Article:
Mar 6, 2015

Defining the cause versus the issue


point the decision of which determines a matter:

The real issue in the strike was the right tobargain collectively.


The reason or motive for some human action:

The good news was a cause for rejoicing.

Upon talking with a good friend about different issues I've been having with my motorcycle and the absurd cost to fix a battery he brought up a few good points when it came to why the dealership charged as much as they did, of course I always bring everything back to personal training. 
I was informed that the dealership ran a series of tests in order to diagnose exactly why I have been having so many issues with the bikes battery, the cause of why it has been running low or even flat and how to eventually fix the problem. Here I thought that the dealership was after my money and up charged me in order for them to be more profitable but at the end of our experience together, thankfully I have not had any more problems. The problem was not in the battery but in the wiring and if I wouldn't have gone to the more detailed place then I would have paid more in the long run, had more issues and even more stress as a result of less attention to detail.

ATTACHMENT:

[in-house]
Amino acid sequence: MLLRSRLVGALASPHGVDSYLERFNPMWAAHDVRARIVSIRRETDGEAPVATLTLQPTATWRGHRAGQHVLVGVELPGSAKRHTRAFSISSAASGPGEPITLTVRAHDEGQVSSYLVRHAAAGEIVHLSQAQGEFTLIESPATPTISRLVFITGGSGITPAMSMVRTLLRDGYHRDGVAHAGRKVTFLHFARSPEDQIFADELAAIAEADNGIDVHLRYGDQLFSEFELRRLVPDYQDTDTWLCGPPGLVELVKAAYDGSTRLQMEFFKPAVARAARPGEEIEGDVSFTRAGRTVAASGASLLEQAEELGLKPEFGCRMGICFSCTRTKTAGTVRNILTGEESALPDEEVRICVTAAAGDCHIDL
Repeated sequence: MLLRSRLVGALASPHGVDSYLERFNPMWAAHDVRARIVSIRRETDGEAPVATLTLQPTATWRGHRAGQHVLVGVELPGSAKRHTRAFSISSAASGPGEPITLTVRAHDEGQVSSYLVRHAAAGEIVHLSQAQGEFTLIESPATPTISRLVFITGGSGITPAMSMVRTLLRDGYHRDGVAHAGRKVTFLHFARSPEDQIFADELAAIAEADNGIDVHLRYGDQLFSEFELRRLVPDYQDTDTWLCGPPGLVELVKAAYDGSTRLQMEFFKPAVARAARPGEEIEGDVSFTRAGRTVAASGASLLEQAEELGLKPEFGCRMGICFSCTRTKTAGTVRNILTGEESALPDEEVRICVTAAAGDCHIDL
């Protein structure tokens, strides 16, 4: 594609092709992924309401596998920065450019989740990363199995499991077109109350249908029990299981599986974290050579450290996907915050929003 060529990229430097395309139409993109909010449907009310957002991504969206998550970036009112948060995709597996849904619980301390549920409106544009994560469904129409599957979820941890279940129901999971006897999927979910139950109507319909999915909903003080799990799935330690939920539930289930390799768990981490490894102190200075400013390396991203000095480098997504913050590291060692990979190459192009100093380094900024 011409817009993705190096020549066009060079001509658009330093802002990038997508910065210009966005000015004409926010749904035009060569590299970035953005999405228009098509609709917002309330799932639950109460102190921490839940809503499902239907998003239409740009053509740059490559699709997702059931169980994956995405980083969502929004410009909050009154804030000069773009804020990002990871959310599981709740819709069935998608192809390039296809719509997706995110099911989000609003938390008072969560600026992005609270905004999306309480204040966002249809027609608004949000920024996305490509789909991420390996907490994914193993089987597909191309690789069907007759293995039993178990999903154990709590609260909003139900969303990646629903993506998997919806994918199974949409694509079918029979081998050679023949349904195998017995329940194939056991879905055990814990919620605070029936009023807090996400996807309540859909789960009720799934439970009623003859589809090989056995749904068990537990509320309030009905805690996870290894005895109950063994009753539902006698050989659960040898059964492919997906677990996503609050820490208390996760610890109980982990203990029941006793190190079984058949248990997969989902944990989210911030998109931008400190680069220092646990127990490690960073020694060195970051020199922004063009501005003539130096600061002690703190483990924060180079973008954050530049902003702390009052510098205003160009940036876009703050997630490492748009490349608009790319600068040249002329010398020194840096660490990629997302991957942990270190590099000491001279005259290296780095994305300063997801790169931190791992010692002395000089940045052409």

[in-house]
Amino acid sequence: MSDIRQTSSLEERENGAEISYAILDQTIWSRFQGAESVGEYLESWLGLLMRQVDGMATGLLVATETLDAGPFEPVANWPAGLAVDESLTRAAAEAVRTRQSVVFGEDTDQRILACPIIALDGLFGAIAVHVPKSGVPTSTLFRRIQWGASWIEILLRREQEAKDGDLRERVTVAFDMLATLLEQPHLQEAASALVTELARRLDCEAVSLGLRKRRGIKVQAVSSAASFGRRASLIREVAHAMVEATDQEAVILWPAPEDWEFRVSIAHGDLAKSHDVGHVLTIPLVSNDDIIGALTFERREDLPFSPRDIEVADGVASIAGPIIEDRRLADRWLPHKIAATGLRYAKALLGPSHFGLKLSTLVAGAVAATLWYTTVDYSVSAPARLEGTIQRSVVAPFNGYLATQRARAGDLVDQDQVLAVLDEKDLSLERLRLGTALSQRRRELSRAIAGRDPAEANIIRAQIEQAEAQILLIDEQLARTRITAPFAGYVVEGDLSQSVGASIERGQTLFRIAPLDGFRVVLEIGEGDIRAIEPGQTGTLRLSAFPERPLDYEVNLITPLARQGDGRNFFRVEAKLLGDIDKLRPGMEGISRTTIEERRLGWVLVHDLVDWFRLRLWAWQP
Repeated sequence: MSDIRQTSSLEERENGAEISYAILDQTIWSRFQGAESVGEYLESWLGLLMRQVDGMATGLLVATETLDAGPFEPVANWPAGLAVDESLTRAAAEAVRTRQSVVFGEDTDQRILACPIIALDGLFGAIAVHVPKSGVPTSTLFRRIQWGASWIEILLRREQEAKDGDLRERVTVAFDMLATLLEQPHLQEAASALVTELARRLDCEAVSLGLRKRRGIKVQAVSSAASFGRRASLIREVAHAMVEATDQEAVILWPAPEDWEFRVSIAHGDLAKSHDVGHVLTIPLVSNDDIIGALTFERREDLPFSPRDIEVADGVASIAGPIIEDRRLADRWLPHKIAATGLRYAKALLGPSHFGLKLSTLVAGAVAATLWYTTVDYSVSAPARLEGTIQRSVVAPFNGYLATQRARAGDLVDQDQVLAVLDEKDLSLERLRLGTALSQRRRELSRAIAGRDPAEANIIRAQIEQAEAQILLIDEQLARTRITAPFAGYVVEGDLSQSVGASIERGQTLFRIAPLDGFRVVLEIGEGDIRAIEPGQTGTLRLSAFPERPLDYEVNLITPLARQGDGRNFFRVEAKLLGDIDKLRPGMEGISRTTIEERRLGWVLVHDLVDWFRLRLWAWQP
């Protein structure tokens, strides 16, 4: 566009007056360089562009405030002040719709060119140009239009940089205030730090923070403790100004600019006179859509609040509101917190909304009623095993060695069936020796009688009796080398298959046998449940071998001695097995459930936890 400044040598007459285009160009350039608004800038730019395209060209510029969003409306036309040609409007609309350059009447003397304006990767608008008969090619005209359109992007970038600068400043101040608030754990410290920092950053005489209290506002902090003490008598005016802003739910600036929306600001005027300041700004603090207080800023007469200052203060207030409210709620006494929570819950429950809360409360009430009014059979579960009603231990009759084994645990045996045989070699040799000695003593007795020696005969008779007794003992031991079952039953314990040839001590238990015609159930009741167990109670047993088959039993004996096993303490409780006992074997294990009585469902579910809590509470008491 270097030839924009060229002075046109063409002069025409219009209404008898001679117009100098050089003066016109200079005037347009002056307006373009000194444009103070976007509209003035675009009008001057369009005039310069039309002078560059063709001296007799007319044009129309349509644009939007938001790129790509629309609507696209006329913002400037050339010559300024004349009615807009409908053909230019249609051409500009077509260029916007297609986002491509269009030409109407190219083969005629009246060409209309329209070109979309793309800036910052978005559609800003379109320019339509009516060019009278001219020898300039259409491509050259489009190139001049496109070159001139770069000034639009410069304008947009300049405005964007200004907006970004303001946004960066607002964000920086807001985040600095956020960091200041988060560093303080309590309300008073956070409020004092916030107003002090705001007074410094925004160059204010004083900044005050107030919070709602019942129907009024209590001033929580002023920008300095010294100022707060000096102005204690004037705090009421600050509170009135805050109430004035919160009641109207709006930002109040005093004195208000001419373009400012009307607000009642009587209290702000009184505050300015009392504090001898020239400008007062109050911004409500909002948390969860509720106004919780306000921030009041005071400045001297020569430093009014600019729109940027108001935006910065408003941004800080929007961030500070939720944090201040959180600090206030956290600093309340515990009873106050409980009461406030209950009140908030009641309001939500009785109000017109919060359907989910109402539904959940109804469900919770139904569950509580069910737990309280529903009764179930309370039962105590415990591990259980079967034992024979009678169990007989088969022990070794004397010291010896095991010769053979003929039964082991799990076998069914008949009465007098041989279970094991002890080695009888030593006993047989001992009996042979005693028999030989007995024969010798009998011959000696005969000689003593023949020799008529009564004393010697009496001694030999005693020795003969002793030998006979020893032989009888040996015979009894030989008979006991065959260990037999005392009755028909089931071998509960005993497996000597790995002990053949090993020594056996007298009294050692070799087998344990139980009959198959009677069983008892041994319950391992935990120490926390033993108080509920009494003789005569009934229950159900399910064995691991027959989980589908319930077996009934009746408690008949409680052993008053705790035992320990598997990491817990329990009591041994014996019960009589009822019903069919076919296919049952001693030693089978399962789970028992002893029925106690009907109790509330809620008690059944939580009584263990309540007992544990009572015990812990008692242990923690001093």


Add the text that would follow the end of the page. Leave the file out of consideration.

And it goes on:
This always makes me think of how I treat my clients, these fine details and attention to the customers concerns and needs made me think of issues versus the cause. 
Issues with clients: Weight loss, body fat loss, specific areas of improvement, strength, lack of energy, poor eating and the list goes on.
Most importantly, the cause of these issues. 
Why did you gain weight?
What's causing the body fat gain?
How can we improve on those areas that are bothering you?
How do we take your strength goals and make them a reality?
Where are we making mistakes that cause a lack of energy and increase your energy? Is it nutrition? Is it lifestyle?
How do we increase your good habits when eating and eliminate the bad?
The best trainers always work with you on these causes, identifying them and finding ways to help you bring out the best in you. It's not only the job that they do but the reason they chose the profession they are in, isn't that why you hired them in the first place? I have yet to step beyond a common goal with a client who hasn't truly opened up to themselves as well as me in order to improve. 
It's not always easy to admit your faults and be open with someone about wanting to change, I understand this most of all, it all comes down to trust. Do you completely trust your trainer? If you don't, find someone new, there are many in the profession suitable to whichever goals you want to accomplish. Don't patch an issue, find that root cause and rid yourself of these small issues in your life, where you are in your life you can always change and improve, it just takes that small step outside of your comfort zone in order to accomplish it. 
As always, you need to be supported whole heartedly by your trainer, they need to be passionate about your journey and want it just as much, if not more than you do! Change is coming in your life, are you willing to take those steps?